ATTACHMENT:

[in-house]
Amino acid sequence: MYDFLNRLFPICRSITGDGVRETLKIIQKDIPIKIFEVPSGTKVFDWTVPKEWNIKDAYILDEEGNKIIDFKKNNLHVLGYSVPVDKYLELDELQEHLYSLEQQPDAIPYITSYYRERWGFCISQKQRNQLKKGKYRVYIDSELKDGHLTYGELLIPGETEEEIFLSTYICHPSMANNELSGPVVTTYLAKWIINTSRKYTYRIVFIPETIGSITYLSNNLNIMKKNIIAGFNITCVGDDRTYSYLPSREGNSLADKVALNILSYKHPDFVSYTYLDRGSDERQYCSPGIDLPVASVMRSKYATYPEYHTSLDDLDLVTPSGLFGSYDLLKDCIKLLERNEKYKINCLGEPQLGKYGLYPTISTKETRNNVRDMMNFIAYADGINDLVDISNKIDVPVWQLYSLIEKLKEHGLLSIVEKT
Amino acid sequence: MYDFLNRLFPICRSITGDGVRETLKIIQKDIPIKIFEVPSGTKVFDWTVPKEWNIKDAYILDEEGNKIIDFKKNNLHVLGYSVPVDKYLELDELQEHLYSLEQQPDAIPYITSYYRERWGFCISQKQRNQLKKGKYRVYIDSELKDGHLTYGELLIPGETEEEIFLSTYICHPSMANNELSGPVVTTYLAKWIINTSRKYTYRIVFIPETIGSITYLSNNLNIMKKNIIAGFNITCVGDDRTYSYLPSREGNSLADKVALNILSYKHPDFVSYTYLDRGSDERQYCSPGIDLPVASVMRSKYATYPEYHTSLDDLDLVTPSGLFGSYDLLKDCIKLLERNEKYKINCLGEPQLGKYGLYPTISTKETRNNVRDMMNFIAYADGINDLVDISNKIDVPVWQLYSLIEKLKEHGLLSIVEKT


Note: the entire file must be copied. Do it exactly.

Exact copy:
[in-house]
Amino acid sequence: MYDFLNRLFPICRSITGDGVRETLKIIQKDIPIKIFEVPSGTKVFDWTVPKEWNIKDAYILDEEGNKIIDFKKNNLHVLGYSVPVDKYLELDELQEHLYSLEQQPDAIPYITSYYRERWGFCISQKQRNQLKKGKYRVYIDSELKDGHLTYGELLIPGETEEEIFLSTYICHPSMANNELSGPVVTTYLAKWIINTSRKYTYRIVFIPETIGSITYLSNNLNIMKKNIIAGFNITCVGDDRTYSYLPSREGNSLADKVALNILSYKHPDFVSYTYLDRGSDERQYCSPGIDLPVASVMRSKYATYPEYHTSLDDLDLVTPSGLFGSYDLLKDCIKLLERNEKYKINCLGEPQLGKYGLYPTISTKETRNNVRDMMNFIAYADGINDLVDISNKIDVPVWQLYSLIEKLKEHGLLSIVEKT
Amino acid sequence: MYDFLNRLFPICRSITGDGVRETLKIIQKDIPIKIFEVPSGTKVFDWTVPKEWNIKDAYILDEEGNKIIDFKKNNLHVLGYSVPVDKYLELDELQEHLYSLEQQPDAIPYITSYYRERWGFCISQKQRNQLKKGKYRVYIDSELKDGHLTYGELLIPGETEEEIFLSTYICHPSMANNELSGPVVTTYLAKWIINTSRKYTYRIVFIPETIGSITYLSNNLNIMKKNIIAGFNITCVGDDRTYSYLPSREGNSLADKVALNILSYKHPDFVSYTYLDRGSDERQYCSPGIDLPVASVMRSKYATYPEYHTSLDDLDLVTPSGLFGSYDLLKDCIKLLERNEKYKINCLGEPQLGKYGLYPTISTKETRNNVRDMMNFIAYADGINDLVDISNKIDVPVWQLYSLIEKLKEHGLLSIVEKT